20 September 2019

Live with Optimism

Welcome back. If you’ve been paying attention, you’ll recall that two weeks ago, I suggested you munch on dark chocolate to stay happy (Depressed? Try Dark Chocolate). Today, going further, I suggest you be optimistic, which can be a stretch with what’s going on in the world. Plus, it’s not as easy as reaching for chocolate. 

Don’t be blue and you’ll
probably live longer.
Here’s the deal. Studies have shown that optimists are less likely to suffer from chronic diseases and die prematurely. And now the latest: Optimism is associated with exceptional longevity, which is commonly defined as living to the age of 85 or older.

Optimism Study
Researchers from Boston University School of Medicine, Veterans Affairs Boston Healthcare System, Harvard Medical School and Harvard T.H. Chan School of Public Health tapped two cohort (longitudinal) studies.

They analyzed data on 69,744 women from the Nurses’ Health Study and 1,429 men from the Veterans Affairs Normative Aging Study. The women were followed for 10 years, 2004 to 2014; the men for 30 years,1986 to 2016.

Both groups completed surveys on overall health and health habits (e.g., diet, smoking and alcohol use) and their level of optimism. The Nurses’ Health Study measured optimism using the Life Orientation Test–Revised; the Normative Aging Study used the Revised Optimism–Pessimism Scale from the Minnesota Multiphasic Personality Inventory-2.

The researchers employed statistical modeling (accelerated failure time models) to assess life span differences associated with optimism, adjusting for demographic factors and health, and then considering the effect of health behaviors. They subsequently used predictive analyses (logistic regression) to evaluate the likelihood of exceptional longevity.

Scoring with Optimism
The study found higher optimism levels associated with increased longevity with both women and men. Women in the highest versus lowest optimism quartile had 15% longer life span and 50% greater odds of celebrating their 85th birthday. Men in the highest versus lowest optimism quartile had 11% longer life span and 70% greater odds of living 85 years.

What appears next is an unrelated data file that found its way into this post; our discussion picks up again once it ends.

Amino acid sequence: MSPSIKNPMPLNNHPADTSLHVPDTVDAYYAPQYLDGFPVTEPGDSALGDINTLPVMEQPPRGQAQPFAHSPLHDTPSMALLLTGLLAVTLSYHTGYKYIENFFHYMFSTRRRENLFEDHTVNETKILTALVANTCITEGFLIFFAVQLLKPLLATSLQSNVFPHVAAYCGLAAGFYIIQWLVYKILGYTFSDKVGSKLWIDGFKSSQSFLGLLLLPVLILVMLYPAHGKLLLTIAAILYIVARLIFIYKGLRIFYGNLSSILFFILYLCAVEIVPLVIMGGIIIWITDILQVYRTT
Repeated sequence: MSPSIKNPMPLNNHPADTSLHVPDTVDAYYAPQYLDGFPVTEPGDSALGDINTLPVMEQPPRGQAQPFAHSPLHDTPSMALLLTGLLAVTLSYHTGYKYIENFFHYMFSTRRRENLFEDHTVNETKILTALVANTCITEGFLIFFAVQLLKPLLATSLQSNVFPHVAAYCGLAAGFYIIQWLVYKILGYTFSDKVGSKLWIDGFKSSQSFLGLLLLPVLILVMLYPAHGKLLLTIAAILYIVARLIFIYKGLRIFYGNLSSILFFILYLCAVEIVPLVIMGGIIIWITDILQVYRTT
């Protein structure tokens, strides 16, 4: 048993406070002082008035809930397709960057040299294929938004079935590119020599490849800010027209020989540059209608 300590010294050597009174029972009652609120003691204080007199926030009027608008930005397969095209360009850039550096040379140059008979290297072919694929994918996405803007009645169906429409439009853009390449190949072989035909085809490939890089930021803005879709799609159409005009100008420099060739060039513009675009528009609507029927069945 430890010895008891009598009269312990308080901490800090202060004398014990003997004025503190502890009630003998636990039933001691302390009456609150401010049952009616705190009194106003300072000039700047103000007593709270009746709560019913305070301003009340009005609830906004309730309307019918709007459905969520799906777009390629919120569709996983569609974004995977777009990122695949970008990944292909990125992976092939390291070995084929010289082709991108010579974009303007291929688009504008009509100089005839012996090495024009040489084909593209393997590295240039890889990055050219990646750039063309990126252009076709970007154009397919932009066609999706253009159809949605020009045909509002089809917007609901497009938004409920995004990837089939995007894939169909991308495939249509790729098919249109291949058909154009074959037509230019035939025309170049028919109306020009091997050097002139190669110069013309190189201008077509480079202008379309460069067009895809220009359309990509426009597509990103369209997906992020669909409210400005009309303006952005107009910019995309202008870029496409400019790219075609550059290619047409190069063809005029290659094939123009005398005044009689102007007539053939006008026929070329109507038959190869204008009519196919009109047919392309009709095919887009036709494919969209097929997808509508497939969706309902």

The results held after accounting for age, demographic factors, chronic diseases, depression as well as health behaviors, including alcohol use, exercise, diet and primary care visits.

Wrap Up
While it’s clear that optimism delivers additional years, it’s not clear precisely how. Nevertheless, earlier work has shown optimism is modifiable, which suggests that promoting optimism might in turn promote longevity.

So, just keep thinking that good things are coming. The future is bright because we can control many important outcomes (like voting). Thanks for stopping by.  

Never mind if the glass is half empty or half full. Drink what’s there, and believe you can refill it.
Optimism study in Proceedings of the National Academy of Sciences journal: www.pnas.org/content/early/2019/08/20/1900712116
Articles on study on EurekAlert! and NPR websites:
Cohort studies: www.medicalnewstoday.com/articles/281703.php
Nurses Health Study: www.nurseshealthstudy.org/
Veterans Affairs Normative Aging Study: www.maelstrom-research.org/mica/individual-study/va-nas
Life Orientation Test: www.midss.org/content/life-orientation-test-revised-lot-r
Revised Optimism-Pessimism Scale: onlinelibrary.wiley.com/doi/abs/10.1002/1097-4679%28199503%2951%3A2%3C205%3A%3AAID-JCLP2270510210%3E3.0.CO%3B2-2

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